Book Review: Don’t Lets Go to The Dogs Tonight

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Alexandra Fuller’s Don’t Lets Go To The Dogs Tonight (Random House) is a heartfelt memoir of an African childhood, told by a woman who no longer lives there. In the early 1970’s Fuller’s parents, an eccentric British couple, moved to a farm in Zimbabwe with their two daughters. Known as Rhodesia at the time, the country was in the mist of a civil war. The soil was inhospitable; the life unruly. Youth for Alexandra, who is known as “Bobo” in the memoir, was “hot, sweet, smoky, salty, sharp-soft.” Frangipani trees and mosquito bites. Itchy bums and milky tea. Coke n’chips, miscarriages, mums with hangovers.

In her book, she recalls the scenery that punctuated her childhood: “Cut tobacco. Fresh fire. Old sweat. Young grass.” At five Bobo can load a rifle. At six she can shoot to kill. Life is severed by rape, racism, land redistribution and Egyptian spitting cobras, and shielded by nannies with names like Violet and Loveness who sing Shona lullabies and moldmake-believe pound cakes out of soil, stick, and stone. Bobo stands out against the khaki bush “like a large marshmallow”: blond-haired, green-eyed, White-African.

Her memoir is more scrapbook than diary—not necessarily chronological, yet always captivating. Black and white snapshots introduce each vignette, providing glimpses into the extraordinary episodes of the Fuller clan. Images are recreated with vivid detail, from the election of Robert Mugabe to Bobo’s first day at boarding school. And through it all, the dogs are always present: head in paws, worried eyes, panting hotly down their owners’ necks, or barking in the middle of the night.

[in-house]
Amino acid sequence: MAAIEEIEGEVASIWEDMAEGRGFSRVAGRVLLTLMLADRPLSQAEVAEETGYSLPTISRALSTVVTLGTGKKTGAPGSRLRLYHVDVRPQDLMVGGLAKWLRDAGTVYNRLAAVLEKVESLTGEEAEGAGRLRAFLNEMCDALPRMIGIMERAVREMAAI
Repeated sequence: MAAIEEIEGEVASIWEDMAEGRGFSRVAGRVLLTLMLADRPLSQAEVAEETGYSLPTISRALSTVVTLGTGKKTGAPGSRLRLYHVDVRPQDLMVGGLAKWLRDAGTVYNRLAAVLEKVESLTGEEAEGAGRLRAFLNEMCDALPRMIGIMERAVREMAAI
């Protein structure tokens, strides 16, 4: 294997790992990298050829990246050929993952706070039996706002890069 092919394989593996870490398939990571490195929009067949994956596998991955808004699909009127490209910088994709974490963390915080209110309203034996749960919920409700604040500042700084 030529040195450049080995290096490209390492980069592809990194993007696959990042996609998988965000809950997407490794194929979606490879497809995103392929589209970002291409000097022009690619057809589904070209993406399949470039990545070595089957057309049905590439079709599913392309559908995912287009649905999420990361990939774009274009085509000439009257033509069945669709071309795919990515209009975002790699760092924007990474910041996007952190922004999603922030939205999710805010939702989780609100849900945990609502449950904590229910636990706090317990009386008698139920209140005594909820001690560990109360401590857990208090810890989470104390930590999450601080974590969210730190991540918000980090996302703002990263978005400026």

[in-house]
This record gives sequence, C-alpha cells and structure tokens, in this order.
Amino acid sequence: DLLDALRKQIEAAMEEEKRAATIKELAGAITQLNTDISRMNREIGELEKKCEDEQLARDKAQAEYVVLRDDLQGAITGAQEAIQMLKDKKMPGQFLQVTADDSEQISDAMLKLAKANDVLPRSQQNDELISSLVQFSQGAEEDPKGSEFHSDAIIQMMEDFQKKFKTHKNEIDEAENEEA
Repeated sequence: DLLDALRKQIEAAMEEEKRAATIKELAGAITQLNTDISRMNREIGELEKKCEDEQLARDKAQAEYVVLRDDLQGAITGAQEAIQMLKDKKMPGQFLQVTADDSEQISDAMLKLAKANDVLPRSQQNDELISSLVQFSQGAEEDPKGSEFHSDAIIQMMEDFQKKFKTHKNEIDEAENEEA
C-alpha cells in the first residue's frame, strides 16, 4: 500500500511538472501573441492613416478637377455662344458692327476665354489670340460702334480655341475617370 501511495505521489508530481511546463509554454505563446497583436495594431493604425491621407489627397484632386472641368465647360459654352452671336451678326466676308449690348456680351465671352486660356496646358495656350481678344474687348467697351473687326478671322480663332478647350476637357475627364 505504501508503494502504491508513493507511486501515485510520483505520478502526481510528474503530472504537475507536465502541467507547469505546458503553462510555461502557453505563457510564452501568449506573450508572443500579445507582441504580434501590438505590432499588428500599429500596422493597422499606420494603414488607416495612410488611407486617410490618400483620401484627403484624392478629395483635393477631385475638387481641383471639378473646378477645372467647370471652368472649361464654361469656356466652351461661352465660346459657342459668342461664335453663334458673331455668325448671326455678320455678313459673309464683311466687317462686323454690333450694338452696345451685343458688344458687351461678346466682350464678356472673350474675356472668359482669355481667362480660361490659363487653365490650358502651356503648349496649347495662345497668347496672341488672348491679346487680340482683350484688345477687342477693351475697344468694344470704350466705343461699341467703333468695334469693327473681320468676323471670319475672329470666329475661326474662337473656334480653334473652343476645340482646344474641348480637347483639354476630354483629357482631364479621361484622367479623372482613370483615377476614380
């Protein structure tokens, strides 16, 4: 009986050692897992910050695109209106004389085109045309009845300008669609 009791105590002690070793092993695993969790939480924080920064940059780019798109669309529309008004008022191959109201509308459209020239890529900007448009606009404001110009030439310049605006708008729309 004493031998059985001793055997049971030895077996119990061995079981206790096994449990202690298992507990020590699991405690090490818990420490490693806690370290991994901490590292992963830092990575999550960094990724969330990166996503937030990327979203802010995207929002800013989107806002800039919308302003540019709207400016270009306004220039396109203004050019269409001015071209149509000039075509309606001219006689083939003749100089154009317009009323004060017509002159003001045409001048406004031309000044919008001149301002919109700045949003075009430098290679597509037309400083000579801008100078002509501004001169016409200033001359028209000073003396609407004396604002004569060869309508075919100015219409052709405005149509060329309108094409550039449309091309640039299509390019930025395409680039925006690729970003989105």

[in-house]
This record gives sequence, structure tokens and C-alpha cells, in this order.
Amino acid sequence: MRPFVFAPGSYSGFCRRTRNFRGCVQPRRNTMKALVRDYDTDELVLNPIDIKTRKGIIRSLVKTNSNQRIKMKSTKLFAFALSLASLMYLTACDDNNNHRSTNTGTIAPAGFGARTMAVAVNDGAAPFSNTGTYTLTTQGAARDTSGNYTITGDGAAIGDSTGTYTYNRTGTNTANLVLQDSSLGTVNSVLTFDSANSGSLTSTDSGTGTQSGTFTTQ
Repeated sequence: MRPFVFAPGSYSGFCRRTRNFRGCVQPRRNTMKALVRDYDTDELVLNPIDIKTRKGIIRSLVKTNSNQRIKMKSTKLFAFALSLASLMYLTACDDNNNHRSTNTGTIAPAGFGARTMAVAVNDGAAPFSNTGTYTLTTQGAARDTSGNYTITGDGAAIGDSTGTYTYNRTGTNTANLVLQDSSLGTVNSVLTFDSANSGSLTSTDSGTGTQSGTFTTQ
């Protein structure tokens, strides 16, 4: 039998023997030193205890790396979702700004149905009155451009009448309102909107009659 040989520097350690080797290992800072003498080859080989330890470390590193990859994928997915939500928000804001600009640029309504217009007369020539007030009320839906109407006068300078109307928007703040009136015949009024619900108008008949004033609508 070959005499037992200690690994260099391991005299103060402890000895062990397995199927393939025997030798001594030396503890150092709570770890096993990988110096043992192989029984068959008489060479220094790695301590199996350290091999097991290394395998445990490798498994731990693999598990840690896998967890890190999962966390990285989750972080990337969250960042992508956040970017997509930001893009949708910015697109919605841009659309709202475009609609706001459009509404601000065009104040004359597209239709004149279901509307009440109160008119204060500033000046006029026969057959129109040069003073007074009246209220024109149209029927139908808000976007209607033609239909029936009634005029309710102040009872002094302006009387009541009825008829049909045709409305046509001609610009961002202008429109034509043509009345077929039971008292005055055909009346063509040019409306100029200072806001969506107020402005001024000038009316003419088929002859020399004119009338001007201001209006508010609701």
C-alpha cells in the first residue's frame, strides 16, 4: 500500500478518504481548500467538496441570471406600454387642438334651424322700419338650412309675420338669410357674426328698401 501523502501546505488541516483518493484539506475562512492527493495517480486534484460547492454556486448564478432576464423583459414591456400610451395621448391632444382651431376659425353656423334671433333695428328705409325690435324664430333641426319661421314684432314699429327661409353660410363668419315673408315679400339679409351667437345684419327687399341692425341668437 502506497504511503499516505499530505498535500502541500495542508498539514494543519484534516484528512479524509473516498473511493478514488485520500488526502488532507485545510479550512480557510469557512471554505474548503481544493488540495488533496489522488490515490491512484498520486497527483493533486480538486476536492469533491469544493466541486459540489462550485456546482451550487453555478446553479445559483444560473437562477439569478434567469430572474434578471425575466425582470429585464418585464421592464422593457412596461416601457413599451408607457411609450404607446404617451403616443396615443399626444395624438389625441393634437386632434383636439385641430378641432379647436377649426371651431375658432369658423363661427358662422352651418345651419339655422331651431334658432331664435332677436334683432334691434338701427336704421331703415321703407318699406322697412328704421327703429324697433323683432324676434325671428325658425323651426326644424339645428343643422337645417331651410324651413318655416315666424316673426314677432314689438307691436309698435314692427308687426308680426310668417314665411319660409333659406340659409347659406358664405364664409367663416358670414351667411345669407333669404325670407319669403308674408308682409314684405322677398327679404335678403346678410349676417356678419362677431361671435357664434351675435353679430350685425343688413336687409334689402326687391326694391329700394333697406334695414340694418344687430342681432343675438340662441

From tomboy to bride, young Bobo becomes an adult, inviting the reader into the backseat of her family’s mine-proof Land Rover for the ride. She explains her bond with the land on which she grew up: “When a child is born in Africa, the umbilical chord is sewn straight from the mother into the ground, where it takes root and grows. Pulling away from the ground causes death by suffocation, starvation. That’s what the people of this land believe. Deprive us of the land and you are depriving us of air, water, food, and sex.”

Reflecting on her life abroad, she admits, “I used to physically ache because I missed Africa so much.” Don’t Lets Go To The Dogs Tonight is the story of her love affair with this cruel and comforting continent.